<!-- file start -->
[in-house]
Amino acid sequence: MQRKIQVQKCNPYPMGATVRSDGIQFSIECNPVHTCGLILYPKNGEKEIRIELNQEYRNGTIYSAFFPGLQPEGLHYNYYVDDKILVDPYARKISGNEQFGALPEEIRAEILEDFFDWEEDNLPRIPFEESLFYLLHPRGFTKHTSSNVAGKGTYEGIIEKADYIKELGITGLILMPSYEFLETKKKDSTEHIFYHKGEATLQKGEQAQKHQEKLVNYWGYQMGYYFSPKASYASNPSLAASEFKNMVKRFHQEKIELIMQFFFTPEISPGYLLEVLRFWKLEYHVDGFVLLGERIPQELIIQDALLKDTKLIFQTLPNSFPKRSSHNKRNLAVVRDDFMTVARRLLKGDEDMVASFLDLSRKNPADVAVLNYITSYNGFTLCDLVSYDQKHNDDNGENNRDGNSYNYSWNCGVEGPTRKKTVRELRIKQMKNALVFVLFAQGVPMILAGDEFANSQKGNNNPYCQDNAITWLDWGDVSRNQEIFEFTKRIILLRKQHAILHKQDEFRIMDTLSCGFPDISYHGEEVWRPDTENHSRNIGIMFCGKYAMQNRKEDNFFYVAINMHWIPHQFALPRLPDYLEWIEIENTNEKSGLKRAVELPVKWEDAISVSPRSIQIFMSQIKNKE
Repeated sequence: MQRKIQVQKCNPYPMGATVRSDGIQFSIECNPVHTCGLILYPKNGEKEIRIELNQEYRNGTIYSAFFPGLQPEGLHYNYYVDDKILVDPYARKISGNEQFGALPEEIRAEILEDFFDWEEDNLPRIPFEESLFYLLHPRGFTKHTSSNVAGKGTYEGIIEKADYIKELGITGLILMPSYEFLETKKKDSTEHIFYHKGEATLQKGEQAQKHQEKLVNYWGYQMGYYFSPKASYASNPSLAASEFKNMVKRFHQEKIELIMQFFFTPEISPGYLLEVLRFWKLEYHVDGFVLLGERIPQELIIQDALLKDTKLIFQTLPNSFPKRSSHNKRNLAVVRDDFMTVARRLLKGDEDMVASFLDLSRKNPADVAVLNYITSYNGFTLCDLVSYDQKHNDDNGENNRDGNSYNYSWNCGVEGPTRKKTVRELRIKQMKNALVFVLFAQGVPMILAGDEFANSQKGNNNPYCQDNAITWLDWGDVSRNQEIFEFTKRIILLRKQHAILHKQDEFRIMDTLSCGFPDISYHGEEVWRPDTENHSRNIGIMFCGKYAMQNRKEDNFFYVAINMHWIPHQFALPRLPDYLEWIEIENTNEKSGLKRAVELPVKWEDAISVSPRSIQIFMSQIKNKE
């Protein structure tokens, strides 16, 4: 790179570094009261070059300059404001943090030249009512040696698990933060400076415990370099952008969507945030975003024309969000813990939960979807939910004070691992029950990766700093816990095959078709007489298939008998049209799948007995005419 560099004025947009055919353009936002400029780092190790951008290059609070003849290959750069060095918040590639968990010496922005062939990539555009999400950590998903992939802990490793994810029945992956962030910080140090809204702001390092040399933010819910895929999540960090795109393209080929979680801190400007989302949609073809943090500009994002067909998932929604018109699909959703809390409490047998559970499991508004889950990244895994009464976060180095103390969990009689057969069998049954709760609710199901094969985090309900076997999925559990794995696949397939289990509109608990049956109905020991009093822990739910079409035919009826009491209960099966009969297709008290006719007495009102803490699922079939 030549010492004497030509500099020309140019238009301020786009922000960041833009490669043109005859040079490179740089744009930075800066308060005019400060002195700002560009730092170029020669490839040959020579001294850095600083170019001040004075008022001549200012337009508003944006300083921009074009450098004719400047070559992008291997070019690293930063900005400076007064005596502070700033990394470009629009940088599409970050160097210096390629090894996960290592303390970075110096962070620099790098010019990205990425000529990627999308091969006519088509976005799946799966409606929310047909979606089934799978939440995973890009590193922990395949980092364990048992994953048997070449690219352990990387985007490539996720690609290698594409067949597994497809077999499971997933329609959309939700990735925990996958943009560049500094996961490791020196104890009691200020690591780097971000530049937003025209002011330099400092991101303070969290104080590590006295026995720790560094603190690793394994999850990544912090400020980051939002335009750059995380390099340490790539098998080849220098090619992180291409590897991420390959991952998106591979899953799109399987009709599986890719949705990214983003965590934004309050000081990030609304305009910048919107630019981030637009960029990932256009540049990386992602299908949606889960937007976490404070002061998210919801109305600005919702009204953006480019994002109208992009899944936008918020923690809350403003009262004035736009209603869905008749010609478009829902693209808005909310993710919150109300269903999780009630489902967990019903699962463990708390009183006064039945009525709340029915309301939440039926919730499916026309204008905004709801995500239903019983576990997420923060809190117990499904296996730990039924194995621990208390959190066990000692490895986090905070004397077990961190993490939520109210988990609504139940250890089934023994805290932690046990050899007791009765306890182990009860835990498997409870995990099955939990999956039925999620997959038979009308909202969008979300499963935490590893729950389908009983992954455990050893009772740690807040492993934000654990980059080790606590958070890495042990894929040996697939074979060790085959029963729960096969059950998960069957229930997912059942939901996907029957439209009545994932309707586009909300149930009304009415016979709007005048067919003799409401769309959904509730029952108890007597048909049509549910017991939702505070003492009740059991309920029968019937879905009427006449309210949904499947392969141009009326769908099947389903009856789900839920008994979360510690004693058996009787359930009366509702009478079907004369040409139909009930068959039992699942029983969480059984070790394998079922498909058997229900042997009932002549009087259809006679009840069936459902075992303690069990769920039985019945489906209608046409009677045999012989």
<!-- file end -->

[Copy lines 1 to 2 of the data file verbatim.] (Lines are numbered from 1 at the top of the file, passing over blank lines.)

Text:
[in-house]
Amino acid sequence: MQRKIQVQKCNPYPMGATVRSDGIQFSIECNPVHTCGLILYPKNGEKEIRIELNQEYRNGTIYSAFFPGLQPEGLHYNYYVDDKILVDPYARKISGNEQFGALPEEIRAEILEDFFDWEEDNLPRIPFEESLFYLLHPRGFTKHTSSNVAGKGTYEGIIEKADYIKELGITGLILMPSYEFLETKKKDSTEHIFYHKGEATLQKGEQAQKHQEKLVNYWGYQMGYYFSPKASYASNPSLAASEFKNMVKRFHQEKIELIMQFFFTPEISPGYLLEVLRFWKLEYHVDGFVLLGERIPQELIIQDALLKDTKLIFQTLPNSFPKRSSHNKRNLAVVRDDFMTVARRLLKGDEDMVASFLDLSRKNPADVAVLNYITSYNGFTLCDLVSYDQKHNDDNGENNRDGNSYNYSWNCGVEGPTRKKTVRELRIKQMKNALVFVLFAQGVPMILAGDEFANSQKGNNNPYCQDNAITWLDWGDVSRNQEIFEFTKRIILLRKQHAILHKQDEFRIMDTLSCGFPDISYHGEEVWRPDTENHSRNIGIMFCGKYAMQNRKEDNFFYVAINMHWIPHQFALPRLPDYLEWIEIENTNEKSGLKRAVELPVKWEDAISVSPRSIQIFMSQIKNKE